Thankfully, the skate hardgoods brands are still ours. Mostly. But even they have been more than happy to compromise their ideals, jump onto “mainstream mores”, and increasingly outsource their production to third-world sweatshops in the name of increased profitability and market share. So much for “quality products”, “honest business ethics”, and “human dignity”, I guess…

Isamu Yamamoto cranks out one wheeler. Photo: Jim Goodrich

The same has happened to us culturally, of course. While we do shed a tear or two over the demises of skate brands, the demise of skate culture has been far more damaging and depressing. With the Mainstream Invasion, we’ve also been inundated with Mainstream Mores on a cultural level absolutely unprecedented in our history. With the influx of females into our culture (an astoundingly good thing for both our culture, and our industry), we’ve also seen a wave of sexism infiltrate our collective ethos… probably best represented by “skate superstar” Nyjah Huston, and his epicly ill-advised “girls shouldn’t be allowed to skate”diatribe.

With more minorities skating than ever (another astounding sign of progress for our culture and our industry), we’ve also inherited the likes of Corey Duffel, and his epicly ill-advised “trashy n**ger” monologue.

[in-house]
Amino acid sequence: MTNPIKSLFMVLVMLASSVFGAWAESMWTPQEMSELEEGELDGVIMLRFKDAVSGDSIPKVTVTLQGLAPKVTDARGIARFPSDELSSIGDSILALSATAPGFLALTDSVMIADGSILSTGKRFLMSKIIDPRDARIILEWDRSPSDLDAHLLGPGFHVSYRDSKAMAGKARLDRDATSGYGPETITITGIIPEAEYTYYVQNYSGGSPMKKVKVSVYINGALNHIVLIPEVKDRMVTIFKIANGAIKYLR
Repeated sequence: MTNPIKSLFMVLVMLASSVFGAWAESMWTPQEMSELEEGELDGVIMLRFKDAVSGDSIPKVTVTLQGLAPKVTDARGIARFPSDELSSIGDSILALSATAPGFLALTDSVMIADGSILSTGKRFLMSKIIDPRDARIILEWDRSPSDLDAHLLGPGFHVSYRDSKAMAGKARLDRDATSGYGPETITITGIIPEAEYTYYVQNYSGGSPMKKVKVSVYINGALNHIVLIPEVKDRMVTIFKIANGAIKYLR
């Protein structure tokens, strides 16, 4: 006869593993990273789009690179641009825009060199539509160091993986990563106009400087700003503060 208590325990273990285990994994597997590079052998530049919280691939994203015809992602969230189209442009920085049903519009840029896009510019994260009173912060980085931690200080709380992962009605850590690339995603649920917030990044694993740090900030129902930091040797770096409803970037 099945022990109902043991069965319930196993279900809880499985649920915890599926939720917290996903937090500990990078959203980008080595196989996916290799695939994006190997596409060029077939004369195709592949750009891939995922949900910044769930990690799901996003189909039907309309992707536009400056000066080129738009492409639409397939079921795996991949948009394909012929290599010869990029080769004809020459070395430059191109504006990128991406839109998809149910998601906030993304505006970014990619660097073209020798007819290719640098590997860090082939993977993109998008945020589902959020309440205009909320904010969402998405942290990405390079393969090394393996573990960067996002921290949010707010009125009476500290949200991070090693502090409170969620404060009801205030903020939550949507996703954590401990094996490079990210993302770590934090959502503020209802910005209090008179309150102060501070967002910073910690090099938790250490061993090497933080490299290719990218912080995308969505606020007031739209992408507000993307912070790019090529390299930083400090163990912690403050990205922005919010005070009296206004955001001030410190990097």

With more “old” skaters skating than ever, we’ve also seen a huge wave of agism washing over our social, online, and print media, openly questioning why these geezers (“Barneys”, in the skate vernacular) really have to take up so much open space at our skateparks… the free, public skateparks that our “old geezer” generation fought tooth and nail for (and prevailed in successfully securing) for the benefit of future generations of skateboarders everywhere, mind you.

Of course, with the invasion of new and diverse forms of skateboarding that have (thankfully) been brought back from the dead, such as slalom, freestyle, and longboarding… we have also allowed “skate-ism” to run rampant throughout our “culture”. That is, of course, active discrimination against other skaters based on what kind of skateboarding they might (or might not) enjoy.

And I might add… just because, this is the one that I personally witness the most often of all… “Able-ism”, which I would define as “discrimination based on one’s ability to skate ‘good’ or not”.

I never really thought I’d ever see the day where I’d be sitting at my laptop, and writing about so many types of skater-versus-skater discrimination, and how much of it is currently running through or scenes and our culture.

Skaters are supposed to be fighting the world, and winning. Not, fighting each other and losing. Which makes me wonder, and wonder often, what in the hell are we coming to…?

STAND BY FOR PART 2…